Lasting itself makes the greatest demands on leather. J. S. Maddams’ mentions some of the leather properties which must be watched in this process: plasticity, resistance to grain crack, tear strength, and lateral contraction. It is during lasting that the most severe stretch and stress is applied to the leather. Basically the process involves bringing the leather to the shape of the last and then assisting it to retain its shape. Modern developments have largely been approached with the purpose of shortening the period of time during which the leather is on the last. When being placed on the last the leather will be stretched in some places to 25-30% of its area. The leather will in other parts be forced to shorten its own length to conform to the shape of the last. Most of the modern lasting processes involve the application of more heat to the leather than in the past. An extreme of this is Dry Heat Lasting where the leather is placed loosely on the last and then treated with air at about 200’c, until it shrinks on to the last.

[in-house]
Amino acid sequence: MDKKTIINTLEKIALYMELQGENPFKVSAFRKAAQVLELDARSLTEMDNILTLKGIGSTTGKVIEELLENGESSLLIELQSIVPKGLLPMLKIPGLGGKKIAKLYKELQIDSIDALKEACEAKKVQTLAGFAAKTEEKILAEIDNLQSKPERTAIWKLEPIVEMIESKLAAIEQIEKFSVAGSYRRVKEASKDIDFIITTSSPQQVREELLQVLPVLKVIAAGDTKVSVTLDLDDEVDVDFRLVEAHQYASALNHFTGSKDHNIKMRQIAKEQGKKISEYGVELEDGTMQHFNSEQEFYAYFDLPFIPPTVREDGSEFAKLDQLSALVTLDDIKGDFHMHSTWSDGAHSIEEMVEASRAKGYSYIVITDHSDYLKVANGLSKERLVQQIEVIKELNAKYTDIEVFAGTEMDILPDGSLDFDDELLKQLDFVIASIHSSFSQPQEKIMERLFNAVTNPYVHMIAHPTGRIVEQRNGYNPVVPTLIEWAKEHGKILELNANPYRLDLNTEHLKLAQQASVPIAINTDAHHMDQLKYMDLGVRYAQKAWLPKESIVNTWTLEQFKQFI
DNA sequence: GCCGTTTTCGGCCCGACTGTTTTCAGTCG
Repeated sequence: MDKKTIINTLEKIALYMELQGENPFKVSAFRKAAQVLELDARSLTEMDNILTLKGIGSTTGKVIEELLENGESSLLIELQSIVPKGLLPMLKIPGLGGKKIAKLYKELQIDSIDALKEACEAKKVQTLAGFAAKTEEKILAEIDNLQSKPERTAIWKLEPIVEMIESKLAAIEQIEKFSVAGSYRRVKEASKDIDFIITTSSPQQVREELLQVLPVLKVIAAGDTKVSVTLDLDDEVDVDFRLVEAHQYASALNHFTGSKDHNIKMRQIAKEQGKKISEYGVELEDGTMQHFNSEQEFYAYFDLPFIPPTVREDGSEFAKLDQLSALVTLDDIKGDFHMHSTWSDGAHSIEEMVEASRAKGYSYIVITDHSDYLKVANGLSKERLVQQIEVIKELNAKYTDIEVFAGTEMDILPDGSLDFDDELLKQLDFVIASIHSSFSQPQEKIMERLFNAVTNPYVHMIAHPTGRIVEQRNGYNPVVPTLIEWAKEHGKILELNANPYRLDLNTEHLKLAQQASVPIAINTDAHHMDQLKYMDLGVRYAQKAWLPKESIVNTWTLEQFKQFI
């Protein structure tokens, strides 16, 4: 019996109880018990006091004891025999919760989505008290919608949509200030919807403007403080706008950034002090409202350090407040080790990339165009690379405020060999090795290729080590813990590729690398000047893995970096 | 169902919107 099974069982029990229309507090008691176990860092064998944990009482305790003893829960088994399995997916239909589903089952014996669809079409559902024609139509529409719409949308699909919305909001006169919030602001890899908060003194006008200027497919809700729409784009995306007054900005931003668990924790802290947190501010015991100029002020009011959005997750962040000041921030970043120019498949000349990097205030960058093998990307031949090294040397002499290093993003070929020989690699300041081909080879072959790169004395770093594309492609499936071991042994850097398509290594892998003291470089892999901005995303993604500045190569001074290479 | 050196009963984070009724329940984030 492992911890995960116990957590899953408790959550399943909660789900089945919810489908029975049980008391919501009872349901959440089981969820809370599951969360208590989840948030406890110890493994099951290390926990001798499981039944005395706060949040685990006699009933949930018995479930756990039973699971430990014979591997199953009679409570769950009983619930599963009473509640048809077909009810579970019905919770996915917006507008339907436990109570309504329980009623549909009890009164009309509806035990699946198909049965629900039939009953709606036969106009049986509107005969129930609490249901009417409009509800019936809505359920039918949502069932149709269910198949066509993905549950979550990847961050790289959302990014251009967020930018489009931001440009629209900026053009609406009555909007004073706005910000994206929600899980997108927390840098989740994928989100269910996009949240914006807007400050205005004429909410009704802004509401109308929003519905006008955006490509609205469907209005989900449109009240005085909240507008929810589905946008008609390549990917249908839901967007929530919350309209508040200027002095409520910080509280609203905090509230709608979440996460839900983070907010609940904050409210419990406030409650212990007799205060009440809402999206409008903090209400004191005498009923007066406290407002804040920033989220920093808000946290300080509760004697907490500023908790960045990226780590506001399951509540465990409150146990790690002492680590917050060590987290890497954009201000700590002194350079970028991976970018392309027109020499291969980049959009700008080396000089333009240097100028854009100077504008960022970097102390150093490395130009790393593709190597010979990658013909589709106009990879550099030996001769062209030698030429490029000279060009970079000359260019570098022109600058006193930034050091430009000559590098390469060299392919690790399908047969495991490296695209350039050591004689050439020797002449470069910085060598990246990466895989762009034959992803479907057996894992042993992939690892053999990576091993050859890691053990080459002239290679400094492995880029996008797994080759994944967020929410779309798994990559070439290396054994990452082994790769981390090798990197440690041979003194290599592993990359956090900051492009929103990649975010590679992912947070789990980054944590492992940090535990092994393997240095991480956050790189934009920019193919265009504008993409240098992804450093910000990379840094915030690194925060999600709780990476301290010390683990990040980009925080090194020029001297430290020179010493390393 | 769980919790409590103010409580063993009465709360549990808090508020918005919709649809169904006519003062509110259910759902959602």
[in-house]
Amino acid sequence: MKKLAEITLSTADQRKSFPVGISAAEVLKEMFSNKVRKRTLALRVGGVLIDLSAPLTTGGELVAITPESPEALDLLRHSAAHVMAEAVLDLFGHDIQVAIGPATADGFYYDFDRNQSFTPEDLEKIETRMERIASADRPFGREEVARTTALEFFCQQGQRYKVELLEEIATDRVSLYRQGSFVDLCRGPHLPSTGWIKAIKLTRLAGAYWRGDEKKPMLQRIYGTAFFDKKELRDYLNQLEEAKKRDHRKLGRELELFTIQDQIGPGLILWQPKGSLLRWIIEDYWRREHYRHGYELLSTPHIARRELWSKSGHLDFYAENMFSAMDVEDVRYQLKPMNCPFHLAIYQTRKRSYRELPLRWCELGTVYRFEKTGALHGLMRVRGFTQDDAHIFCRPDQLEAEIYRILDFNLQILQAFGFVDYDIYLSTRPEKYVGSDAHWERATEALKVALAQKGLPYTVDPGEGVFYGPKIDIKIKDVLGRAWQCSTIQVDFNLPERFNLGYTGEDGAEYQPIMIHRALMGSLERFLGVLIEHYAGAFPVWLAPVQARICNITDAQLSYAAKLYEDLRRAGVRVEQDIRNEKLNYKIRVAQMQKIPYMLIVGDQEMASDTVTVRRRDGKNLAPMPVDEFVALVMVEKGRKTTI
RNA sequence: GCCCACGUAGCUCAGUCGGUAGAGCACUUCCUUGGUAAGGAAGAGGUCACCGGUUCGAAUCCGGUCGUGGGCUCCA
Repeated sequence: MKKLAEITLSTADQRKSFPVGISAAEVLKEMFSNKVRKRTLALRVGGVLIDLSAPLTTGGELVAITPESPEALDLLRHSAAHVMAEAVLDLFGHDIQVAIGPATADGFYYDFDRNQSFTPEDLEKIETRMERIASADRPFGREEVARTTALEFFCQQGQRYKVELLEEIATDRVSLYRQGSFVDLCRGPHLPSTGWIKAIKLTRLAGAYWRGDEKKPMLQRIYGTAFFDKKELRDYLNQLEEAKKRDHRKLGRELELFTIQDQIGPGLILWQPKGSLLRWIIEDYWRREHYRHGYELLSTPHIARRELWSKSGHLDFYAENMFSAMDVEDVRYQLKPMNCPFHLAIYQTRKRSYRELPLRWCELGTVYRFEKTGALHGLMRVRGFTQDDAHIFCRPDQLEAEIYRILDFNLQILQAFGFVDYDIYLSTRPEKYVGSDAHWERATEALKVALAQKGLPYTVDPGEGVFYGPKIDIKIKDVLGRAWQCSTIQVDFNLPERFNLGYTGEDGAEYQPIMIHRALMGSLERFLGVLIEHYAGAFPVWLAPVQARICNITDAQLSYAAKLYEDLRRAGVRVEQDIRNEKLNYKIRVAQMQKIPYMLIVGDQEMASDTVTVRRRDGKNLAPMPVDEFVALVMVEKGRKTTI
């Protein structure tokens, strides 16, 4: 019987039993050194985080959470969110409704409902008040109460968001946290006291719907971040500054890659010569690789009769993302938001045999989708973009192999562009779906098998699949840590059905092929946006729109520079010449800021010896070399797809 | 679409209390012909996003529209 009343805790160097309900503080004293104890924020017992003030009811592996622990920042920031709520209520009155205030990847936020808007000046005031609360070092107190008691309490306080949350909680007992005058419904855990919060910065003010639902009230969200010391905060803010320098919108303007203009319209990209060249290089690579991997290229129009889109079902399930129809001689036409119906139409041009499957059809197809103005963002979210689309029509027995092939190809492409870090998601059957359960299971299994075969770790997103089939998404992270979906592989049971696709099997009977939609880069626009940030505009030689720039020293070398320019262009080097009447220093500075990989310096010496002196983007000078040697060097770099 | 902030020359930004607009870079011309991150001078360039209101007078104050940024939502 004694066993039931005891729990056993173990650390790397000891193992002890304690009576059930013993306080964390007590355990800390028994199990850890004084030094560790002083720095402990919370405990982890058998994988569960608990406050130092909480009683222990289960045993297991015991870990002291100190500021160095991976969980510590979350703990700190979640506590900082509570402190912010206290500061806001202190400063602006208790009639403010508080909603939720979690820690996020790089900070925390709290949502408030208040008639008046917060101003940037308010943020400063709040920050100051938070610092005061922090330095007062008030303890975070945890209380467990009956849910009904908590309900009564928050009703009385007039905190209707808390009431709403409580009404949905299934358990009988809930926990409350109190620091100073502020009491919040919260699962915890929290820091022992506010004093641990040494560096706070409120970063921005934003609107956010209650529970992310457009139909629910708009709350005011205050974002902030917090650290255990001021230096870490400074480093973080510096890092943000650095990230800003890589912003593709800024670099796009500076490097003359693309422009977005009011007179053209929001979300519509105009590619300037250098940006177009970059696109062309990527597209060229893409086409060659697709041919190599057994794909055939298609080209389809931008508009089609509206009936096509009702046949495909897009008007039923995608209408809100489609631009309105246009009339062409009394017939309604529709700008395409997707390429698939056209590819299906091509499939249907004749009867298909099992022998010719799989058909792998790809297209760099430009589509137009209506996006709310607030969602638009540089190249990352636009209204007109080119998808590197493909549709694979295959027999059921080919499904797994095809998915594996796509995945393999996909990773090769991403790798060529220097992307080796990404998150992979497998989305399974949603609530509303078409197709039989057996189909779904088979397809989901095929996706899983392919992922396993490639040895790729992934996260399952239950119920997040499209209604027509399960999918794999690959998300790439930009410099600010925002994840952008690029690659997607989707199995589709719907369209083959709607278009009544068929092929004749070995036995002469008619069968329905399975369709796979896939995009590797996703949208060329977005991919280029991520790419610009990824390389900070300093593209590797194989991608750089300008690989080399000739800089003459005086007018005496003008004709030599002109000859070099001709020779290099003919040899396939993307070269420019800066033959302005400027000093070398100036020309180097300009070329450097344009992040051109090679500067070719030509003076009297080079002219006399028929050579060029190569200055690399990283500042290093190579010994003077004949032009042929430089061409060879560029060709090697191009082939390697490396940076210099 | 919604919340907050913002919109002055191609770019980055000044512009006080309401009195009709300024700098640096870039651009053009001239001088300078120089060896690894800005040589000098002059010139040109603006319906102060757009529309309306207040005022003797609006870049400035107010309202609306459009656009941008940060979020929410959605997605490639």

In the past retention of shape has been obtained by leaving the damp leather on the last for a long period. To shorten this period it is necessary to apply heat. This is the Heat Setting process. The lasted shoe is treated with air over 85’c, often up to 120’c. This can be done with air which is dry or moist. The wet air is better able to relax the fibres in their, new position. Here the leather must withstand high temperature and moisture, and these demands are made not only of the upper leather but also of the lining Jeather. It must be noted, however, that the heat is only applied for a short time and does necessitate all leathers being able to withstand the boil. The greater worry to the shoe manufacturer, indeed, is the softening temperature of the finish. By changing the elastic properties of the leather it is clear that the prt:cess of Heat Setting involves some form of leather degradation to achieve its purpose.